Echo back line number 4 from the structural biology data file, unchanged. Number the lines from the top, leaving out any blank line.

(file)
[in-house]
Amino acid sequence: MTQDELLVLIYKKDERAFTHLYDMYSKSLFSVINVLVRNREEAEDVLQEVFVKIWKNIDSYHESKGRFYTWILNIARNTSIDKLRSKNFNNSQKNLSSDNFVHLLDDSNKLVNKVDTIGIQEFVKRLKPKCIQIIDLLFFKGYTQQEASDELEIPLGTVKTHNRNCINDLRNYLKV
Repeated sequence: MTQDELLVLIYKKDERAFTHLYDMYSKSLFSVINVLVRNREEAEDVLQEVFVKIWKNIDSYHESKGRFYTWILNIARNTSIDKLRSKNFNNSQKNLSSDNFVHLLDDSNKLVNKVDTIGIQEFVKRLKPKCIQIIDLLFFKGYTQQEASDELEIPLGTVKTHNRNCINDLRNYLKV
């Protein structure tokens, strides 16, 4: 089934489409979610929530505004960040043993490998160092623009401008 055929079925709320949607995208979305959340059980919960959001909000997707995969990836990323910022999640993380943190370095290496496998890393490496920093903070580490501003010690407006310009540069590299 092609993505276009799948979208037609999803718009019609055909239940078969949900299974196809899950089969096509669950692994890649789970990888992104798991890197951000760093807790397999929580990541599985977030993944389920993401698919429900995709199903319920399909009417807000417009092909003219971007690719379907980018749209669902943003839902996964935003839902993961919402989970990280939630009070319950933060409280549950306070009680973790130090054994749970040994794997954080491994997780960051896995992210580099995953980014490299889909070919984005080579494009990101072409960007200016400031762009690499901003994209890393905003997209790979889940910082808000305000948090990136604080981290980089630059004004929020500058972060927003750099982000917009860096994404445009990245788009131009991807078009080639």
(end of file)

């Protein structure tokens, strides 16, 4: 089934489409979610929530505004960040043993490998160092623009401008 055929079925709320949607995208979305959340059980919960959001909000997707995969990836990323910022999640993380943190370095290496496998890393490496920093903070580490501003010690407006310009540069590299 092609993505276009799948979208037609999803718009019609055909239940078969949900299974196809899950089969096509669950692994890649789970990888992104798991890197951000760093807790397999929580990541599985977030993944389920993401698919429900995709199903319920399909009417807000417009092909003219971007690719379907980018749209669902943003839902996964935003839902993961919402989970990280939630009070319950933060409280549950306070009680973790130090054994749970040994794997954080491994997780960051896995992210580099995953980014490299889909070919984005080579494009990101072409960007200016400031762009690499901003994209890393905003997209790979889940910082808000305000948090990136604080981290980089630059004004929020500058972060927003750099982000917009860096994404445009990245788009131009991807078009080639």